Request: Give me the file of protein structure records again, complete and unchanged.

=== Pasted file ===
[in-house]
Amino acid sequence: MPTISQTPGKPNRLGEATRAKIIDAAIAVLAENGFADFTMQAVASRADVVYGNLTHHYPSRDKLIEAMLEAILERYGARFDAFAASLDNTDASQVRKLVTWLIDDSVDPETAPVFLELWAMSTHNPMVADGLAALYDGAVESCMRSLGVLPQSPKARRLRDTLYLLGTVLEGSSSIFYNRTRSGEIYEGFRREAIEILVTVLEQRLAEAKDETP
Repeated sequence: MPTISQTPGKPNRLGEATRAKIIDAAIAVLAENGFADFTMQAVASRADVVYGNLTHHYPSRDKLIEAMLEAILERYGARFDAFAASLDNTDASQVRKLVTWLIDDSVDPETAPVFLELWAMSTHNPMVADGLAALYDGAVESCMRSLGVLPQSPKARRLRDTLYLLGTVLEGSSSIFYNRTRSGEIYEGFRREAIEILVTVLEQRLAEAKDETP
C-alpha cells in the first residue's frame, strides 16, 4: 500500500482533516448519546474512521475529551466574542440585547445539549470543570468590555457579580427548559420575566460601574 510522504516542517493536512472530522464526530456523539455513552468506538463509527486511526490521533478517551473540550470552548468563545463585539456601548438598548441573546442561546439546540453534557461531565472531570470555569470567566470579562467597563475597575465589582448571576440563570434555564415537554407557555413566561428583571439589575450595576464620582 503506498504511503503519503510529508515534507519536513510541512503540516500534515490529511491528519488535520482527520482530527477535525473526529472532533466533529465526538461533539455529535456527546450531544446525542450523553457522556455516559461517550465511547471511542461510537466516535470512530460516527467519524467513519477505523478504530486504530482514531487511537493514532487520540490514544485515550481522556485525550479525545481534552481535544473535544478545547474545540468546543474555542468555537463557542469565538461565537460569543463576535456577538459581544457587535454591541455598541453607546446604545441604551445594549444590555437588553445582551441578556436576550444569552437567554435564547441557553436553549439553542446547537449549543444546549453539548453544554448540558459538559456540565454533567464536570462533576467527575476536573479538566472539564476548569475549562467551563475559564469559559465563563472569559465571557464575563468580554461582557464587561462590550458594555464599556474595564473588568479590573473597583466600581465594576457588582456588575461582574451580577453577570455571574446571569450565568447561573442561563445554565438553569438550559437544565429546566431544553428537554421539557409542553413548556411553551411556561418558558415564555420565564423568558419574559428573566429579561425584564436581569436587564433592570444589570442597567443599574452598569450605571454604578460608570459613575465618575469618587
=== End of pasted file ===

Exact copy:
[in-house]
Amino acid sequence: MPTISQTPGKPNRLGEATRAKIIDAAIAVLAENGFADFTMQAVASRADVVYGNLTHHYPSRDKLIEAMLEAILERYGARFDAFAASLDNTDASQVRKLVTWLIDDSVDPETAPVFLELWAMSTHNPMVADGLAALYDGAVESCMRSLGVLPQSPKARRLRDTLYLLGTVLEGSSSIFYNRTRSGEIYEGFRREAIEILVTVLEQRLAEAKDETP
Repeated sequence: MPTISQTPGKPNRLGEATRAKIIDAAIAVLAENGFADFTMQAVASRADVVYGNLTHHYPSRDKLIEAMLEAILERYGARFDAFAASLDNTDASQVRKLVTWLIDDSVDPETAPVFLELWAMSTHNPMVADGLAALYDGAVESCMRSLGVLPQSPKARRLRDTLYLLGTVLEGSSSIFYNRTRSGEIYEGFRREAIEILVTVLEQRLAEAKDETP
C-alpha cells in the first residue's frame, strides 16, 4: 500500500482533516448519546474512521475529551466574542440585547445539549470543570468590555457579580427548559420575566460601574 510522504516542517493536512472530522464526530456523539455513552468506538463509527486511526490521533478517551473540550470552548468563545463585539456601548438598548441573546442561546439546540453534557461531565472531570470555569470567566470579562467597563475597575465589582448571576440563570434555564415537554407557555413566561428583571439589575450595576464620582 503506498504511503503519503510529508515534507519536513510541512503540516500534515490529511491528519488535520482527520482530527477535525473526529472532533466533529465526538461533539455529535456527546450531544446525542450523553457522556455516559461517550465511547471511542461510537466516535470512530460516527467519524467513519477505523478504530486504530482514531487511537493514532487520540490514544485515550481522556485525550479525545481534552481535544473535544478545547474545540468546543474555542468555537463557542469565538461565537460569543463576535456577538459581544457587535454591541455598541453607546446604545441604551445594549444590555437588553445582551441578556436576550444569552437567554435564547441557553436553549439553542446547537449549543444546549453539548453544554448540558459538559456540565454533567464536570462533576467527575476536573479538566472539564476548569475549562467551563475559564469559559465563563472569559465571557464575563468580554461582557464587561462590550458594555464599556474595564473588568479590573473597583466600581465594576457588582456588575461582574451580577453577570455571574446571569450565568447561573442561563445554565438553569438550559437544565429546566431544553428537554421539557409542553413548556411553551411556561418558558415564555420565564423568558419574559428573566429579561425584564436581569436587564433592570444589570442597567443599574452598569450605571454604578460608570459613575465618575469618587